game design portfolio

Gamification of Learning: Course Help Center

2018: In order to help students find answers to frequently asked questions, I built a text-based Help Center using Twine to help learners get to the answers they needed. This Help center utilized various principles of gamification to build a “Choose Your Own Adventure” approach to court content. The Help Center was tested in several courses, and then was expanded to include chat bots as well. See a test version of the Course Help Center.

RIT X-Series Program Certificate in Video Game Design

2018: I completed all five courses in the Rochester Institute of Technology X-Series Program Certificate in Video Game Design: Video Game Design History, Video Game Design and Balance, Video Game Asset Creation and Process, Video Game Design: Teamwork & Collaboration, and Gameplay Programming for Video Game Designers. In the last course, I coded a working version of Pong in Processing from scratch. You can play it here if you like.

Text-Based Game: A Spaceship Landed in Your Back Yard!

2018: In order to learn how to use Twine, I used a story that my second grade son wrote and turned it into the text-based game “A Spaceship Landed in Your Back Yard!


Gamification of Learning: Self-Mapped Learning Pathways

2014-present: In several different courses, teams that I led or participated in added gamification elements such as assignment banks, course metaphors, and having learners map their own learning pathway.
See a list of the various design elements.

Mobile App Idea: The iElection App

2014-2015: I worked with a team to create a mobile app gamification idea designed to get more people involved in the election process. See the ideas and screen mock-ups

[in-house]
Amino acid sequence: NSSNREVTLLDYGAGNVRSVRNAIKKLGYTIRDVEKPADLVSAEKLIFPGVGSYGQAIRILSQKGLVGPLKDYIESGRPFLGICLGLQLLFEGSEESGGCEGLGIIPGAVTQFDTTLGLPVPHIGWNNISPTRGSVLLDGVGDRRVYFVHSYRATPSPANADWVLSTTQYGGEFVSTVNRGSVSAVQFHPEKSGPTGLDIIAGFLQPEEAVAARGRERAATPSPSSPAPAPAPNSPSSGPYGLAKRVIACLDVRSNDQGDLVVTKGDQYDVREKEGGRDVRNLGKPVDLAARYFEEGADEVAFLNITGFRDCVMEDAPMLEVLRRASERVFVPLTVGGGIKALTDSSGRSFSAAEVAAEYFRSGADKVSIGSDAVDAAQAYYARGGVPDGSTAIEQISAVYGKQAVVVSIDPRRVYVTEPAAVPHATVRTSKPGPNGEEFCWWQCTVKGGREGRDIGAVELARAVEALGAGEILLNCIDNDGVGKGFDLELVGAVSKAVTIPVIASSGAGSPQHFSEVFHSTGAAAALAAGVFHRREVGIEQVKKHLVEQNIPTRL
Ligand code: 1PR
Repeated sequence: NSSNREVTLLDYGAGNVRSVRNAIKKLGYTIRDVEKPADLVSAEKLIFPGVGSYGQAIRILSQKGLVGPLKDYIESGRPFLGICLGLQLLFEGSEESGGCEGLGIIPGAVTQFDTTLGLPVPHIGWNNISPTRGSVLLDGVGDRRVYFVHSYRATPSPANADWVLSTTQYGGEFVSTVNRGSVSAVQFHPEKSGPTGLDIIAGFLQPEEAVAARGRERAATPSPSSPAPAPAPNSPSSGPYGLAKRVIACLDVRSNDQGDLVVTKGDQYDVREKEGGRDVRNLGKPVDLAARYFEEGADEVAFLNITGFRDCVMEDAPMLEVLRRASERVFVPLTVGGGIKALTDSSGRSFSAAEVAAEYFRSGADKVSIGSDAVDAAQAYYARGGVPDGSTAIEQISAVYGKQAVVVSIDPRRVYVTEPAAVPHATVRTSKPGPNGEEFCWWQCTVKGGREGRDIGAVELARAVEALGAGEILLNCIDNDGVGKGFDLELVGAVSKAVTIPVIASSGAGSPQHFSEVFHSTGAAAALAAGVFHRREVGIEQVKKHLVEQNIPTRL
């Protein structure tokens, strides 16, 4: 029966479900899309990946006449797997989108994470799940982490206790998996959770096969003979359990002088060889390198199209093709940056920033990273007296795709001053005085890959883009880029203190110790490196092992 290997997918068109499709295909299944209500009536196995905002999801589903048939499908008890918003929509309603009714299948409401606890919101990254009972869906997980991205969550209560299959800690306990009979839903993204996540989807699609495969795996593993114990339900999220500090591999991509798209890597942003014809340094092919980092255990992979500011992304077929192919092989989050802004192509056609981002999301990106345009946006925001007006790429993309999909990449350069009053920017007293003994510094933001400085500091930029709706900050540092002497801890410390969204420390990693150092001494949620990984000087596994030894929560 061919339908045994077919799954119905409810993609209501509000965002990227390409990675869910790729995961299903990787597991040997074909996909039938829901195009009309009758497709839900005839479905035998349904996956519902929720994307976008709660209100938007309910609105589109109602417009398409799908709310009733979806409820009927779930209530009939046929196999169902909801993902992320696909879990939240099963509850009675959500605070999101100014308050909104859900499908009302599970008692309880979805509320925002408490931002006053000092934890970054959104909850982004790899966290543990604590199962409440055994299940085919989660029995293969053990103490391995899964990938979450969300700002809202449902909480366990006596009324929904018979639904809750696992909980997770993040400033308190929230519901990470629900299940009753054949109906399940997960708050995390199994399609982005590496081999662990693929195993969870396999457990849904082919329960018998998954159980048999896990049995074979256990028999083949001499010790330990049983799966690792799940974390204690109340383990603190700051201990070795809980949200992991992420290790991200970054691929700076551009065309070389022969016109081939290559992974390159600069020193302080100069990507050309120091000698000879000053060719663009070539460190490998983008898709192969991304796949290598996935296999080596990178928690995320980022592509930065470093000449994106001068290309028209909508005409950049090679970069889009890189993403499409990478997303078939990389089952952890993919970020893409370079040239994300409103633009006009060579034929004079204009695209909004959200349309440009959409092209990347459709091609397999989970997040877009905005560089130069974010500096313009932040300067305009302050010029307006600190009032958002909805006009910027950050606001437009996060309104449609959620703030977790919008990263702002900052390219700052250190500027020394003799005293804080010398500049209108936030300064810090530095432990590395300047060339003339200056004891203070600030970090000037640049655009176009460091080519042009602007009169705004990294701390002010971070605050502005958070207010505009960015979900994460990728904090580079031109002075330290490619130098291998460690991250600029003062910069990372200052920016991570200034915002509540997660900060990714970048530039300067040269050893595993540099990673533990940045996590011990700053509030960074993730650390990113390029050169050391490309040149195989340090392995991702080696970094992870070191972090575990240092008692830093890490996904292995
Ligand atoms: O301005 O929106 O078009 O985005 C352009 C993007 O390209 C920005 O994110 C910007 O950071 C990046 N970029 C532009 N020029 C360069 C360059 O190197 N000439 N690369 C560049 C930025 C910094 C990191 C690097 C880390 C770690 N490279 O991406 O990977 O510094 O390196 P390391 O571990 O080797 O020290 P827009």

Online Game Prototype: Healthy Choices

2013: I was part of a group project that produced a game designed to teach college students about healthy choices. The aim was to bring awareness about healthy eating habits, how to choose food wisely, and maintain good exercise habits, and some misconceptions about healthy diet. The prototype game was built in the three-dimensional environment of Unity. Unfortunately, it is too big to host online currently.

Mobile App Prototype: This Picture App

2012: For a class on mobile learning, I designed an app for grade school students based on Instagram. The idea was that students would look for things they learned about in class as they walked around outside of school and take pictures. Students would also see a stream of images that their classmates took and would have to guess how it related to that day’s lesson. I even worked with Elliot Soloway’s students to create and Android proof of concept app. You can see my mock-up images for the app development.

Second Life Exploration and Work

2007-2010: After exploring some in Second Life, I began working with teams at UTA and UTD to conceptualize learning experiences in virtual worlds. I did some building, but mainly worked on theoretical ideas of how to utilize simulations and spaces for educational purposes. I also worked a bit with the SLOODLE project – connecting Second Life with Moodle. See an archive of some of my activities in Second Life.

Health EDCO 7th Grade Health Modules

2004-2005: My work at the Health EDCO company involved creating entire modules of hands-on games and activities for 7th grade science courses. We developed dozens of different games to help students learn nutrition, safety, and other health topics. One of games I designed was the “Doggy Bag Challenge“, which is archived online now. Additionally, we created online games, such as the “E-Spy X-500” (a centralized student area for games and info I designed in Flash) Other ideas that never made it out of conceptual designs, such as “Cancer Island” (a spoof on Survivor that I created in Flash).

Mr. Crosslin’s Class Online

2000-2001: As an eighth grade Science teacher, I often utilized games and game-based learning in my classes. These efforts ranged from using a course website to encourage learners to play learning games such as Lunar Lander, to utilizing visualization plugins of the Winamp mp3 player to map music waves onto avatars such as bears and rabbits. Additionally, in class games included simulation labs such as having students create a house design that could serve as a base on another planet in our solar system.